The Heart is a Lonely Hunter
by Carson McCullers
Mr. Kelly is a true product of his era, a victim of the Great Depression. Unemployed because of an injury, Mr. Kelly has become the head of his family in name only. At the time, men were fully expected to be the breadwinners and, since Mr. Kelly no longer is, he doesn't have a clearly defined role in his family:
He was lonesome and he was an old man. Because none of the kids went to him for anything and because he didn't earn much money he felt like he was cut off from the family. And in his lonesomeness he wanted to be close to one of his kids – and they were all so busy that they didn't know it. He felt like he wasn't much real use to anybody. (2.1.16)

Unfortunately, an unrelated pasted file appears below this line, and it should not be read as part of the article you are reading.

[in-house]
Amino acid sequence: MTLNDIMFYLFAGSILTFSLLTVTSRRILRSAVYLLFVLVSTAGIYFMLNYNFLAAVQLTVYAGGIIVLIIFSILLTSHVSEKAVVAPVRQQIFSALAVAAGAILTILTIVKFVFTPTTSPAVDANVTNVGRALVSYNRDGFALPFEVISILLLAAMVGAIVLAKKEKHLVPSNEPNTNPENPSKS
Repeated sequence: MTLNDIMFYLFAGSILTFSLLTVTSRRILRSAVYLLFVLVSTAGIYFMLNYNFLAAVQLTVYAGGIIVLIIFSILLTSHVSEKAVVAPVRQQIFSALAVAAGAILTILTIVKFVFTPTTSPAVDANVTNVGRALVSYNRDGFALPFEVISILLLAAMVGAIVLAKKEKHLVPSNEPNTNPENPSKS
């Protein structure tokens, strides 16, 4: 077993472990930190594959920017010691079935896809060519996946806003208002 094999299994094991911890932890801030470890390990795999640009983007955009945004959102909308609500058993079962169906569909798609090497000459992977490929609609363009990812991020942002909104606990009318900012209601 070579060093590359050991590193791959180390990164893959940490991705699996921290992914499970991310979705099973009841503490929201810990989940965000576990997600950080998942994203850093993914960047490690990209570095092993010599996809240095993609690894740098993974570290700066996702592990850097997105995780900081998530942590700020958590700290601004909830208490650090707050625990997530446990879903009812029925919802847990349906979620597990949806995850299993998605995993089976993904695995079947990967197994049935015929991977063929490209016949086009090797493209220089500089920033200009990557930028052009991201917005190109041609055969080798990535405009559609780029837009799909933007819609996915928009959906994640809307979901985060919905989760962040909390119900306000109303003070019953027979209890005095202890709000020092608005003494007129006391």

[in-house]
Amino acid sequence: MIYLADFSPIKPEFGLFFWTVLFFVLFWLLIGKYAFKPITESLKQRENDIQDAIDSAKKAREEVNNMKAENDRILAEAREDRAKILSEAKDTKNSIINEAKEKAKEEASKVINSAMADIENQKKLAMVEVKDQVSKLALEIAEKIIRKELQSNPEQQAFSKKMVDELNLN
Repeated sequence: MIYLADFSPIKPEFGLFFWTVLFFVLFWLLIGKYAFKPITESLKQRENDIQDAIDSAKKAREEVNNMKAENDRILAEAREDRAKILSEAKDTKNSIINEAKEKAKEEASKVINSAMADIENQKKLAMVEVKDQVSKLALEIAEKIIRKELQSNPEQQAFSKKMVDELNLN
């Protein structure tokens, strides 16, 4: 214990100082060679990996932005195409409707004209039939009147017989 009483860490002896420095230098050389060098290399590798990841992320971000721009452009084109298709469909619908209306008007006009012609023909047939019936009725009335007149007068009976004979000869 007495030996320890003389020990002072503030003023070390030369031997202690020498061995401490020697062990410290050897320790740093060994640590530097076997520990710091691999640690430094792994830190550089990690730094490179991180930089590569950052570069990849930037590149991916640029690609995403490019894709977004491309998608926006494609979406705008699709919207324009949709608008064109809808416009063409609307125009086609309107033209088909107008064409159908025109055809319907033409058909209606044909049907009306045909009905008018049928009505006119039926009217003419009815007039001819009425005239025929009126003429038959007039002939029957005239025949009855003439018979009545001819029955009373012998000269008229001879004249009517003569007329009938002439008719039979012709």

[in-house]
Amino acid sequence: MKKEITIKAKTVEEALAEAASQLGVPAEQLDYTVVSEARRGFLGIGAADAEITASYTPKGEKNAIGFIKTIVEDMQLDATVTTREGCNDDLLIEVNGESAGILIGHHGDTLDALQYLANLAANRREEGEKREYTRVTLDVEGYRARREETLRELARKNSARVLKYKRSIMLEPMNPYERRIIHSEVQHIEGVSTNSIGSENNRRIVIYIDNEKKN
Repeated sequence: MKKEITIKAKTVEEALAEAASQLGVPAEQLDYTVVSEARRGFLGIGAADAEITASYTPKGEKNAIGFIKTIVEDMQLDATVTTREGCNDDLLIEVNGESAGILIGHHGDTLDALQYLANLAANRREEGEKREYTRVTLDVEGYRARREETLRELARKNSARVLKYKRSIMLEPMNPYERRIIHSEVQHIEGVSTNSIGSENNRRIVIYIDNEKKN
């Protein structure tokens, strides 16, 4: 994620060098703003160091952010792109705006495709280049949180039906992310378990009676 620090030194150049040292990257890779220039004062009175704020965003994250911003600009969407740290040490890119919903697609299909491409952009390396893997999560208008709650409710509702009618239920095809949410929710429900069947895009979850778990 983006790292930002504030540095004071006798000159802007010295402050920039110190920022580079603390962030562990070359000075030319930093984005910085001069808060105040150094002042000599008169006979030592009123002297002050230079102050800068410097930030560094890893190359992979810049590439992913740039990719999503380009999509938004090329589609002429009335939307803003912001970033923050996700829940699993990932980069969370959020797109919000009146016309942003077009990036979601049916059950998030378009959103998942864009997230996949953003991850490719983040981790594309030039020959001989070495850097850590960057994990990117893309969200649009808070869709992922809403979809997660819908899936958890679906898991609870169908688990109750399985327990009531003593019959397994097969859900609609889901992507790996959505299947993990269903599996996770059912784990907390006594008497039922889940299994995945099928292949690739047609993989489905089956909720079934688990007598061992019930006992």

We just thought we'd throw you a major downer there, in case you were getting too content. (We wouldn't want that.) What makes matters worse is that Mr. Kelly seems like a really great guy, and he tries very hard to regain his footing in his family. It's obvious that he's a good dad, and even though Mick takes pity on him, he's just down on his luck.